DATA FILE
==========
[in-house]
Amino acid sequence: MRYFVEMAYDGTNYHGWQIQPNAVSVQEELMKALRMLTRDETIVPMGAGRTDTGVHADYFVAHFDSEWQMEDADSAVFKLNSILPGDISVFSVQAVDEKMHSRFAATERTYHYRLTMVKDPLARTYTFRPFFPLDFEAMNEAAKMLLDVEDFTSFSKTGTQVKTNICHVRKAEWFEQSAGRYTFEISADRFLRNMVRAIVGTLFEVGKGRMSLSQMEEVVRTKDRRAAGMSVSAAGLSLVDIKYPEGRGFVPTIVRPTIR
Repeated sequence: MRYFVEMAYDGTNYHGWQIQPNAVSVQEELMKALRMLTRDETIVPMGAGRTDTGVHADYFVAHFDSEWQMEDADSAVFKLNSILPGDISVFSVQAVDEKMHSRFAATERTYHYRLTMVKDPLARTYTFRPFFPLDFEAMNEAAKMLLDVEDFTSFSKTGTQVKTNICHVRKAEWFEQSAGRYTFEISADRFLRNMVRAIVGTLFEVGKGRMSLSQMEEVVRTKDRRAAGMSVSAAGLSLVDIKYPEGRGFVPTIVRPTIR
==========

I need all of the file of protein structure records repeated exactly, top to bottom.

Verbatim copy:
[in-house]
Amino acid sequence: MRYFVEMAYDGTNYHGWQIQPNAVSVQEELMKALRMLTRDETIVPMGAGRTDTGVHADYFVAHFDSEWQMEDADSAVFKLNSILPGDISVFSVQAVDEKMHSRFAATERTYHYRLTMVKDPLARTYTFRPFFPLDFEAMNEAAKMLLDVEDFTSFSKTGTQVKTNICHVRKAEWFEQSAGRYTFEISADRFLRNMVRAIVGTLFEVGKGRMSLSQMEEVVRTKDRRAAGMSVSAAGLSLVDIKYPEGRGFVPTIVRPTIR
Repeated sequence: MRYFVEMAYDGTNYHGWQIQPNAVSVQEELMKALRMLTRDETIVPMGAGRTDTGVHADYFVAHFDSEWQMEDADSAVFKLNSILPGDISVFSVQAVDEKMHSRFAATERTYHYRLTMVKDPLARTYTFRPFFPLDFEAMNEAAKMLLDVEDFTSFSKTGTQVKTNICHVRKAEWFEQSAGRYTFEISADRFLRNMVRAIVGTLFEVGKGRMSLSQMEEVVRTKDRRAAGMSVSAAGLSLVDIKYPEGRGFVPTIVRPTIR